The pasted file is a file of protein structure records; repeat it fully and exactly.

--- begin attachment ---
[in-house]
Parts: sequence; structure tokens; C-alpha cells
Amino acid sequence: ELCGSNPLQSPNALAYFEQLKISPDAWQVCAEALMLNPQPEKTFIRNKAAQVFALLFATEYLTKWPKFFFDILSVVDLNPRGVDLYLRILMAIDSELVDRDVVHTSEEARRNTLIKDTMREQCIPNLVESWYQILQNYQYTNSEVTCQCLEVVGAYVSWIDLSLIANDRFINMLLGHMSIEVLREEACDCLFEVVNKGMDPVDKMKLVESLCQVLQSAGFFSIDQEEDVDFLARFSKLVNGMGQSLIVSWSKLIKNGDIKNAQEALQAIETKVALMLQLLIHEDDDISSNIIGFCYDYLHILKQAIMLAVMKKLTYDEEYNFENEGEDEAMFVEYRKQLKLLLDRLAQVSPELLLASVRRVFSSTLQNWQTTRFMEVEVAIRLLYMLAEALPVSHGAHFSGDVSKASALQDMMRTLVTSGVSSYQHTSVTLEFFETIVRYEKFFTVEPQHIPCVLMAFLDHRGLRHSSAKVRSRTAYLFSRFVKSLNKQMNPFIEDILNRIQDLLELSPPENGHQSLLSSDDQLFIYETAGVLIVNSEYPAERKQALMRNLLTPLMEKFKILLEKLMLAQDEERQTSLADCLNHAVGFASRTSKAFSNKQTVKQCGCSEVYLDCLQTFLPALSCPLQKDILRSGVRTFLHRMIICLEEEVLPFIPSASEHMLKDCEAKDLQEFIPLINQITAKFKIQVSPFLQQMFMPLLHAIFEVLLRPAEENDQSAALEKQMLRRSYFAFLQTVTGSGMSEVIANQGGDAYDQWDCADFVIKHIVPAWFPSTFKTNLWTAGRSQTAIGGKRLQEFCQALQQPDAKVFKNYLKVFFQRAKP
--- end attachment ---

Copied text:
[in-house]
Parts: sequence; structure tokens; C-alpha cells
Amino acid sequence: ELCGSNPLQSPNALAYFEQLKISPDAWQVCAEALMLNPQPEKTFIRNKAAQVFALLFATEYLTKWPKFFFDILSVVDLNPRGVDLYLRILMAIDSELVDRDVVHTSEEARRNTLIKDTMREQCIPNLVESWYQILQNYQYTNSEVTCQCLEVVGAYVSWIDLSLIANDRFINMLLGHMSIEVLREEACDCLFEVVNKGMDPVDKMKLVESLCQVLQSAGFFSIDQEEDVDFLARFSKLVNGMGQSLIVSWSKLIKNGDIKNAQEALQAIETKVALMLQLLIHEDDDISSNIIGFCYDYLHILKQAIMLAVMKKLTYDEEYNFENEGEDEAMFVEYRKQLKLLLDRLAQVSPELLLASVRRVFSSTLQNWQTTRFMEVEVAIRLLYMLAEALPVSHGAHFSGDVSKASALQDMMRTLVTSGVSSYQHTSVTLEFFETIVRYEKFFTVEPQHIPCVLMAFLDHRGLRHSSAKVRSRTAYLFSRFVKSLNKQMNPFIEDILNRIQDLLELSPPENGHQSLLSSDDQLFIYETAGVLIVNSEYPAERKQALMRNLLTPLMEKFKILLEKLMLAQDEERQTSLADCLNHAVGFASRTSKAFSNKQTVKQCGCSEVYLDCLQTFLPALSCPLQKDILRSGVRTFLHRMIICLEEEVLPFIPSASEHMLKDCEAKDLQEFIPLINQITAKFKIQVSPFLQQMFMPLLHAIFEVLLRPAEENDQSAALEKQMLRRSYFAFLQTVTGSGMSEVIANQGGDAYDQWDCADFVIKHIVPAWFPSTFKTNLWTAGRSQTAIGGKRLQEFCQALQQPDAKVFKNYLKVFFQRAKP